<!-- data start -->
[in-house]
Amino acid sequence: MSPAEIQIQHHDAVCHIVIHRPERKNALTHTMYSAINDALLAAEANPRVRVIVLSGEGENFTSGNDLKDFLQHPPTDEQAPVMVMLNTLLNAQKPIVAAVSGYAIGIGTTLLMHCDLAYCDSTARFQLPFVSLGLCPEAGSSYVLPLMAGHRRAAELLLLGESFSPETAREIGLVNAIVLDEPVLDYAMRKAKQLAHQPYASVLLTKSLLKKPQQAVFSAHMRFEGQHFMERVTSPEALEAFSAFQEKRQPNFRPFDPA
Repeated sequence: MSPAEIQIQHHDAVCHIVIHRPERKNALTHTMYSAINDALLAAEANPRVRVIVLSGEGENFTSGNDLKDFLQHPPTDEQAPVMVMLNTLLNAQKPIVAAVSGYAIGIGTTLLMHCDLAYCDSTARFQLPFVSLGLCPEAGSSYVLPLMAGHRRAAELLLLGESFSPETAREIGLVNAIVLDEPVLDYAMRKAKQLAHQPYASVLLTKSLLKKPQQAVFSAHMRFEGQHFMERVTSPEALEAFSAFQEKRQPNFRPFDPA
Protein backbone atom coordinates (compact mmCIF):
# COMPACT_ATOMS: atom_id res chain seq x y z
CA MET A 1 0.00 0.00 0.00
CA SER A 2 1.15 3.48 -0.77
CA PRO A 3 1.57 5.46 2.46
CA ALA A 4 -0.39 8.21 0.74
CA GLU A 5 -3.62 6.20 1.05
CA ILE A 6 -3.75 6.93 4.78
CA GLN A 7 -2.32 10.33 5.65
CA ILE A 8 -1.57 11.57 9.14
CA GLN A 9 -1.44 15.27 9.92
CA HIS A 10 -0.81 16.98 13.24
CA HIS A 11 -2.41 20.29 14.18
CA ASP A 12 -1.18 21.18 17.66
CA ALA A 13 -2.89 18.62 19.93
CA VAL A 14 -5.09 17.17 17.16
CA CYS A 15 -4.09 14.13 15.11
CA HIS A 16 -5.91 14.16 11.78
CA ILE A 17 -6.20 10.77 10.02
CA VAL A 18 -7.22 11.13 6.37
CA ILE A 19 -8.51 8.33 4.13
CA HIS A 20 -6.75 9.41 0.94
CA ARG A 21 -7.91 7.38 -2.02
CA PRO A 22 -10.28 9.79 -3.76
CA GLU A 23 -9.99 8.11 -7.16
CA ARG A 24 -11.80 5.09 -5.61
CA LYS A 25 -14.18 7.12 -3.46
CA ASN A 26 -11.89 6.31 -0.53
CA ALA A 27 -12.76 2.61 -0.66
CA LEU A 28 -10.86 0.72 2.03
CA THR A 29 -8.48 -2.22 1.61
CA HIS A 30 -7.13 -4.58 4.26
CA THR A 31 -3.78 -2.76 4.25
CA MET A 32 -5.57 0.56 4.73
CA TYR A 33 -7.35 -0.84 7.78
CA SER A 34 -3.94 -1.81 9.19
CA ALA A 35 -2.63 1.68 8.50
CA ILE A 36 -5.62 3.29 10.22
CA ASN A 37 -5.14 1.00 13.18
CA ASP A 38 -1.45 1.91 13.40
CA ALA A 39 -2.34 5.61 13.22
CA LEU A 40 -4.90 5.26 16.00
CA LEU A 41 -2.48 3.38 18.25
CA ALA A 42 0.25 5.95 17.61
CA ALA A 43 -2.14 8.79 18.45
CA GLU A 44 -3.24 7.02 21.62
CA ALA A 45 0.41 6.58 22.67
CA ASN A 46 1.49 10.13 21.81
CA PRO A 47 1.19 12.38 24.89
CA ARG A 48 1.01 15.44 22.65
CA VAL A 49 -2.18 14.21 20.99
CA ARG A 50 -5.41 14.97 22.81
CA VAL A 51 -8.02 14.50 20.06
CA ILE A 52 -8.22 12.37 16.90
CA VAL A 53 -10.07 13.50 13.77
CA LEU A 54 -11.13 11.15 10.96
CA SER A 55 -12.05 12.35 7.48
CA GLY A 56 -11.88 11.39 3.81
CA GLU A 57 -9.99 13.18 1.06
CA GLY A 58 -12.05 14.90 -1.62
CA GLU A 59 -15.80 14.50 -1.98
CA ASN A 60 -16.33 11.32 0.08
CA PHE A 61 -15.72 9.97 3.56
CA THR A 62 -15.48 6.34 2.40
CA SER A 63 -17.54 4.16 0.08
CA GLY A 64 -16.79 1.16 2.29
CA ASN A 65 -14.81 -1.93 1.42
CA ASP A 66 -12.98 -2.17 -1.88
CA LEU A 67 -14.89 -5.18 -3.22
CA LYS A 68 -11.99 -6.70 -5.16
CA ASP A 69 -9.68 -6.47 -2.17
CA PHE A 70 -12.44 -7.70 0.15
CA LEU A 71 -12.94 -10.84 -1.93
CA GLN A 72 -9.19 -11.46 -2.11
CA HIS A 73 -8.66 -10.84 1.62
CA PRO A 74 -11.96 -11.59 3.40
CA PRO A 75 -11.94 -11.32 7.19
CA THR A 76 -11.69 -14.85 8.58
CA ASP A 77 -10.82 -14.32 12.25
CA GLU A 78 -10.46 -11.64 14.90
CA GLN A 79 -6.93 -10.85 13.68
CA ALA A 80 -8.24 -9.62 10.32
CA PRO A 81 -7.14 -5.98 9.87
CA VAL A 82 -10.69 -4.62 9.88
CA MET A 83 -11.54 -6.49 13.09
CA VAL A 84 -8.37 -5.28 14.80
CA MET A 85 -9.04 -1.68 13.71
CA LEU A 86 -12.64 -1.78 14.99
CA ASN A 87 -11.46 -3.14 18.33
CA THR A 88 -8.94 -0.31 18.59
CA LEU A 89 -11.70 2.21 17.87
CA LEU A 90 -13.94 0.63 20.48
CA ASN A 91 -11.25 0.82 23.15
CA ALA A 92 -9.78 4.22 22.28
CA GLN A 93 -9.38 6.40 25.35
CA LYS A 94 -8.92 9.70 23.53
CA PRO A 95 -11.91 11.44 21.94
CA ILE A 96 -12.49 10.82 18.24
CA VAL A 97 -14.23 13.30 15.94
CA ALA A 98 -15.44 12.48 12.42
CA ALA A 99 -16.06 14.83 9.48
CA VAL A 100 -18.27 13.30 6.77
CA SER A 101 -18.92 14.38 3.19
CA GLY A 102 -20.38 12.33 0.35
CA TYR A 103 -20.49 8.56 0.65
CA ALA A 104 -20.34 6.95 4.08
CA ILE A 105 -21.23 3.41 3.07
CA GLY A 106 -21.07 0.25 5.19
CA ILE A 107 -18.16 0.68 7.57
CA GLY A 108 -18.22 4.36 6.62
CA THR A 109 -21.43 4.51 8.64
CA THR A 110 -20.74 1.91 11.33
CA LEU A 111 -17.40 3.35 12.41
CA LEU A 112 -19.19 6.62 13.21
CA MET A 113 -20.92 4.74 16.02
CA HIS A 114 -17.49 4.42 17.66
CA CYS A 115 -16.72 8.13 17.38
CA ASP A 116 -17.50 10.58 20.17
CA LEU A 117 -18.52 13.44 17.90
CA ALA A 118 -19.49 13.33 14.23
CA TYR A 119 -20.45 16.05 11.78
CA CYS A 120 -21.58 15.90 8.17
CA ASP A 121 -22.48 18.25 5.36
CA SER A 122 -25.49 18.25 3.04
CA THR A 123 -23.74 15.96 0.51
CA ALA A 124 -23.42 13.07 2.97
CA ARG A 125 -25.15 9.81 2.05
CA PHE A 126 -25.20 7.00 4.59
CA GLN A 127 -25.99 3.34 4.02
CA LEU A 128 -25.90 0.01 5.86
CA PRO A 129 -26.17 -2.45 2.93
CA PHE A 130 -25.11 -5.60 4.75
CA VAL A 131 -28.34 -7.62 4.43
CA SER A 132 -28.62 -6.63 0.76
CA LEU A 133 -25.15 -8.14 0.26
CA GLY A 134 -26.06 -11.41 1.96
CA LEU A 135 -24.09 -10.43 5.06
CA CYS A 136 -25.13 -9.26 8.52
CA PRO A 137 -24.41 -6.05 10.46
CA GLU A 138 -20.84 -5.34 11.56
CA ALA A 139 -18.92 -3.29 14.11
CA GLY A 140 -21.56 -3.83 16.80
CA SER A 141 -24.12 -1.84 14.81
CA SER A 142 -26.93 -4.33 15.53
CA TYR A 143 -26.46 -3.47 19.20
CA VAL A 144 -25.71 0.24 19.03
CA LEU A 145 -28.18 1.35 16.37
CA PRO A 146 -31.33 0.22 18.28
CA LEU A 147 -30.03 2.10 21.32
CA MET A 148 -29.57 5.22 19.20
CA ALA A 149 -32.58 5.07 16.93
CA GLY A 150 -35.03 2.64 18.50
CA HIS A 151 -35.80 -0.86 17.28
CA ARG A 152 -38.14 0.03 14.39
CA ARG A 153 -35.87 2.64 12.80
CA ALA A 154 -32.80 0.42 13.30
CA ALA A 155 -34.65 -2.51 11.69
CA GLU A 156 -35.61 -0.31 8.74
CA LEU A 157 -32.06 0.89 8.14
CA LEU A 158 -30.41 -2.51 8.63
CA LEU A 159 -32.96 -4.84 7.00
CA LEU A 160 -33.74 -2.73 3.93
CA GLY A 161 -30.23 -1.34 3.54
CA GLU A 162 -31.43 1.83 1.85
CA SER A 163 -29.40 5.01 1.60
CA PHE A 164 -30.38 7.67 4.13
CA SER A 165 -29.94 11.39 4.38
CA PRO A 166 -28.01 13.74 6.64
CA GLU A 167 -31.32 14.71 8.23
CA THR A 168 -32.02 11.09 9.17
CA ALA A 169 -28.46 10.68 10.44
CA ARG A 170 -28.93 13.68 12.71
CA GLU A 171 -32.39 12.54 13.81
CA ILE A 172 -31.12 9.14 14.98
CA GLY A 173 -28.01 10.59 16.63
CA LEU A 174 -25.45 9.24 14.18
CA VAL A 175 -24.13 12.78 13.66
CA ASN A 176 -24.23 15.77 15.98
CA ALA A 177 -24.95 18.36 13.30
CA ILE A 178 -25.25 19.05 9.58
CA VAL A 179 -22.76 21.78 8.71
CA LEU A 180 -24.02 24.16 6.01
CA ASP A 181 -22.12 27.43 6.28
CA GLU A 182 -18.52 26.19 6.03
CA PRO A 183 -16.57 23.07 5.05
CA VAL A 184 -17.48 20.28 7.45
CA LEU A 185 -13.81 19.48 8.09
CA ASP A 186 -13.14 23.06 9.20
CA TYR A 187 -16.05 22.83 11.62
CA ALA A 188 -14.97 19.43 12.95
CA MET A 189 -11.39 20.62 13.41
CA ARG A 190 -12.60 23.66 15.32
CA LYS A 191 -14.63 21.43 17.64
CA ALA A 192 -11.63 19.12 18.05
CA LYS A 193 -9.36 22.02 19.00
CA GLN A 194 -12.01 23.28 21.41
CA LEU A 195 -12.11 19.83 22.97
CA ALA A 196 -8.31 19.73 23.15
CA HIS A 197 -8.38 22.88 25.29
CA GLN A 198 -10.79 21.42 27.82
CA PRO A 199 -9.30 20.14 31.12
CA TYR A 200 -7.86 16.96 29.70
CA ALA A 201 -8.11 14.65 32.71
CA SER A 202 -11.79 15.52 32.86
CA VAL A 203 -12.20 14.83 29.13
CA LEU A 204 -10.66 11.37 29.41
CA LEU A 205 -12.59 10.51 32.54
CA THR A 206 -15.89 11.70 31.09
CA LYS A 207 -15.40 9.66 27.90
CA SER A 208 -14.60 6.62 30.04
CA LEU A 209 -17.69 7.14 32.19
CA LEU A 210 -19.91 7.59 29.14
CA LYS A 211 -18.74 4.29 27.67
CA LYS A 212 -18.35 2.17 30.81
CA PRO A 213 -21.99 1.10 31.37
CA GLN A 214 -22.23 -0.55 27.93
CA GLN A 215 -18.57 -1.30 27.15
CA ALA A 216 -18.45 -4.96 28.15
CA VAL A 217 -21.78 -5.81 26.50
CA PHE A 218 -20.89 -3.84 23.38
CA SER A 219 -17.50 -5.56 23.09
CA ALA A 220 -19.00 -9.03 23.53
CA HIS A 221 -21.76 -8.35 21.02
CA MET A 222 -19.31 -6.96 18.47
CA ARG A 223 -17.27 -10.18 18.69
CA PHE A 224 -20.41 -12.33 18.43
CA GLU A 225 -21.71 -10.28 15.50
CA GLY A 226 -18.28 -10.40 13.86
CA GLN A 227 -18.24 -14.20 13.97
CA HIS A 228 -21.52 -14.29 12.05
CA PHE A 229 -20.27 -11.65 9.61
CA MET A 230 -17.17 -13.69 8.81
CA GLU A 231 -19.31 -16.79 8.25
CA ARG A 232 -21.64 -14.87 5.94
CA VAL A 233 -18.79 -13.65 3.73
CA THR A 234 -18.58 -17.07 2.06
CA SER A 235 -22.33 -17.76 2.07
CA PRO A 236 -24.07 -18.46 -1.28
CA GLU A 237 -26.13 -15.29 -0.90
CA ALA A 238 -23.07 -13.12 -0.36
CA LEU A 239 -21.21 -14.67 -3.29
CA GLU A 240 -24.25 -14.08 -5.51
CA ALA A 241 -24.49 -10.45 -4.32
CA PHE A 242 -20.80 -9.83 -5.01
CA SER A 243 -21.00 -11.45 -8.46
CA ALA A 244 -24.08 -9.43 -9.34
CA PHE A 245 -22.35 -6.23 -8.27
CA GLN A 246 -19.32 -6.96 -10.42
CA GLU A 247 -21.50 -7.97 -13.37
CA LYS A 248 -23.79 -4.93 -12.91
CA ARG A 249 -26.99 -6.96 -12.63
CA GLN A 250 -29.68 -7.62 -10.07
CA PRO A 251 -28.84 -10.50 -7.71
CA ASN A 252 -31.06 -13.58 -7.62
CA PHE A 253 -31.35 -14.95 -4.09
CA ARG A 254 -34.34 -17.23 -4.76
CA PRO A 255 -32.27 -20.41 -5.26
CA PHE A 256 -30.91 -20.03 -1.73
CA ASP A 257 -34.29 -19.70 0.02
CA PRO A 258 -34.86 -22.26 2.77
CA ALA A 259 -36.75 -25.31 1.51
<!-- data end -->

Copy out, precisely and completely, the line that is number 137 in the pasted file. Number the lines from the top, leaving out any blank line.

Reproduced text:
CA SER A 132 -28.62 -6.63 0.76